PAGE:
It’s all about the ramen at Tosh’s Ramen
For the first thirty years of my life, ” ramen ” meant one thing: a cargo-pocket sized pack of crunchy noodles softened in boiling water and seasoned with one of a few MSG laden “flavor” packets – chicken, beef, pork or for the adventurous: shrimp. For a poor ski-bum, it was hard to beat the value of those $0.49 meals. If I was living large, I might add broccoli or carrots to for some nutritional value. Consequently, once I was properly civilized by my lovely wife, those little MSG bombs fell off my menu radar and ramen was only something we joked about. High quality ramen joints are super hot right now, but Tosh Sekikawa was ahead of the game. In 2014, Tosh opened his noodle spot in a low key strip mall on South State Street in Salt Lake City and let me be clear, this ramen is no laughing matter.
Tosh’s Ramen is not his first restaurant. Sekikawa opened Mikado when sushi joints were few and far between in SLC and has been involved in other delicious establishments. However, Tosh’s Ramen might be considered his opus. As with most legit ethnic food in Salt Lake, don’t let the strip mall storefront steer you away, it’s what inside that counts.
The menu is limited and focused on some well executed starters and a few versions of ramen. Likewise, the décor matches the menu, simple, focused and well executed. The staff is engaging and attentive and most noteworthy, a smiling Tosh himself often ventures out of the open kitchen to check-in with diners and folks waiting for a table or take-out.
Due to the proper slurpy eating technique, I prefer solo efforts with my ramen. But for date night, the starters at Tosh’s are great to share. The edamame is perfectly steamed and coated with a light but tasty touch of soy and crunchy salt crystals.
The Tokyo Wings are something special and a must-try for chicken wing aficionados. Prepared lollipop style with the meat pushed up towards the top before a dip in in the fryer, the Tokyo Wings are clean to eat with a delicious sesame/Teriyaki glaze. Both styles of Gyoza dumplings, meat and vegan, are nicely spiced with scallions, veggies (and pork in the meaty version) and seared after steaming.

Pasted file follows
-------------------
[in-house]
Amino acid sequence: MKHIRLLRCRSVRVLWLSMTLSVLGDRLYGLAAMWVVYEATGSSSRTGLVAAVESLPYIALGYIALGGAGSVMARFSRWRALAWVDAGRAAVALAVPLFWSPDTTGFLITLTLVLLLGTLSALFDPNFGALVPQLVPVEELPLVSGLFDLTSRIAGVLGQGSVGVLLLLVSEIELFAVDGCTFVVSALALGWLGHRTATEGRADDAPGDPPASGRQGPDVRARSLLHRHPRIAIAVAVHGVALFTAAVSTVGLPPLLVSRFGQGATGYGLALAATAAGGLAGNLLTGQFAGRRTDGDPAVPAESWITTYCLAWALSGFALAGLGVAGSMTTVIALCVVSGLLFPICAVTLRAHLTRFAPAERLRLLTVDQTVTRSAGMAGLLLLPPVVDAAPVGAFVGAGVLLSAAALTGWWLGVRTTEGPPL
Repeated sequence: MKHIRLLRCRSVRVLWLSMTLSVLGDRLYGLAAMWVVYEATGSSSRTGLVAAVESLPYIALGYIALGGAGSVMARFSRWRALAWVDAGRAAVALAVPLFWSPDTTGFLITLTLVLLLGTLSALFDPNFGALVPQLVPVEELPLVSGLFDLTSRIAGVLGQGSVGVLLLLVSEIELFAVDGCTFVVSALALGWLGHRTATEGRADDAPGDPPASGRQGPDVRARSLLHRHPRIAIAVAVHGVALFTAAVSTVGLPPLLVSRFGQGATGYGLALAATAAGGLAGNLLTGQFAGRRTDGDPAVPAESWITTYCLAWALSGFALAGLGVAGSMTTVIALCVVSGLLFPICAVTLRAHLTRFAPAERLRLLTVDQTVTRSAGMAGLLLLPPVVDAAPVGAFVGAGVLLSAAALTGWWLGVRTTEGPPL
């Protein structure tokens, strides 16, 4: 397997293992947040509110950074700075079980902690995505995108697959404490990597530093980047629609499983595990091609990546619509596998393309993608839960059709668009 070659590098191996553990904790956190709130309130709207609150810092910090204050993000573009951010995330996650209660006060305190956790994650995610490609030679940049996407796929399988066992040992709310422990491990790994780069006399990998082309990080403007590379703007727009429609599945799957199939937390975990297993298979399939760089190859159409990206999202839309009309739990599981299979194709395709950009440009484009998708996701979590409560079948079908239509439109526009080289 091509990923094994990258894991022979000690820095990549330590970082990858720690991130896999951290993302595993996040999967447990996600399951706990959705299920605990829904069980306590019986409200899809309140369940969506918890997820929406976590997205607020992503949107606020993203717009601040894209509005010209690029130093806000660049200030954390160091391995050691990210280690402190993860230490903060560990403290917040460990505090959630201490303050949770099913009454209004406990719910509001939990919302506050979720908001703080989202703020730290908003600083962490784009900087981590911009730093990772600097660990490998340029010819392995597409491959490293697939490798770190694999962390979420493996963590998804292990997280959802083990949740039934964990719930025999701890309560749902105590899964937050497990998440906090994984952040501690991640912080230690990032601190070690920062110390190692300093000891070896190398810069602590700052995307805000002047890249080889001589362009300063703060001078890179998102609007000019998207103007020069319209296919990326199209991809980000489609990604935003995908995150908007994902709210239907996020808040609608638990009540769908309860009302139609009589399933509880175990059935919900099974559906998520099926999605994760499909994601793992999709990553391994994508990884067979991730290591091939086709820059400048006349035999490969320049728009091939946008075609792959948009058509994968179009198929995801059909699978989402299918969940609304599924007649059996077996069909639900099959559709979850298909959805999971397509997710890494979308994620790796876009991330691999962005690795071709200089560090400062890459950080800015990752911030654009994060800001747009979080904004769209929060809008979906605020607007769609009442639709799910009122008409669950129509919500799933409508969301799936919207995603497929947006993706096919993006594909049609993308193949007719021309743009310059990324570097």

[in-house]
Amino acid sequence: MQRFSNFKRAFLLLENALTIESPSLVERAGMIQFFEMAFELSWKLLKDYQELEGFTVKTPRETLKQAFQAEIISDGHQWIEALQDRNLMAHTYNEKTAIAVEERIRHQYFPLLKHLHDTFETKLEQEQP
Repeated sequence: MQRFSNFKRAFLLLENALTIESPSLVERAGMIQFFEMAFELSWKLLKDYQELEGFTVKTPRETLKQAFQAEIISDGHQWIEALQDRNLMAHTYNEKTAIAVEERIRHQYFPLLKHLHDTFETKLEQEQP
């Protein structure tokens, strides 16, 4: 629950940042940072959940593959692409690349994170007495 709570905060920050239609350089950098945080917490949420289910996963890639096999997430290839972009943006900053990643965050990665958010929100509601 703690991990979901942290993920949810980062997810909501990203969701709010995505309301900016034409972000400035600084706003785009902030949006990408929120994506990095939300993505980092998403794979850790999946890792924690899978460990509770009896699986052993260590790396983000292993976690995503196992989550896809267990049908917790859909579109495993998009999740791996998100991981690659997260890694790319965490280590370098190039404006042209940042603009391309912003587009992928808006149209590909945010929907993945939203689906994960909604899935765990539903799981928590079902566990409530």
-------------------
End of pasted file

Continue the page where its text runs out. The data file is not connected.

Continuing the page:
After the starters, its showtime for the four styles of ramen on the menu. Tonkotsu is the most traditional; a flavorful overnight- simmered bone broth poured over hearty egg and wheat noodles
with sliced pork belly, a hard-boiled egg, bean sprouts and scallions. Understandably, a far cry from the hot-pot Top Ramen of my 20’s.
The Shoyu Ramen starts with the Tonkotsu base and adds some more soy for a richer broth. The Karai was my choice when I needed a little spice in my life. Some chili oil and miso added to the broth makes for a nice little kick that left a little tingle on my winter-chapped lips and helps clear a stuffy head. Finally, there is the Curry Ramen which is a little more of a noodle bowl than a brothy soup. It’s a semi-spicy yellow curry that was another go-to if I was feeling a little under the weather or needed some heat on a chilly winter day(my former nearby office was a cinder block warehouse).
Slim menus with simple dishes are challenging to pull off consistently, because there’s no place to hide. If any ingredient is over/under cooked or the flavor is off, it’s obvious. Fortunately, in the 18 months I worked nearby and regularly ate at Tosh’s, I think I only had one shitake mushroom that was a little overdone. As I mentioned earlier, Tosh will happily add to your ramen bowl with extra pork belly, hard-cooked eggs, shitake mushrooms and more – a far cry from my dorm-room carrot and broccoli add-ons.
I unfortunately no longer can walk around the corner to pickup Tosh’s for lunch. But after a good day on the slopes, or on the way downtown for a show, Tosh’s is still a go-to for a satisfying, warming bowl of noodles created by a master of his craft.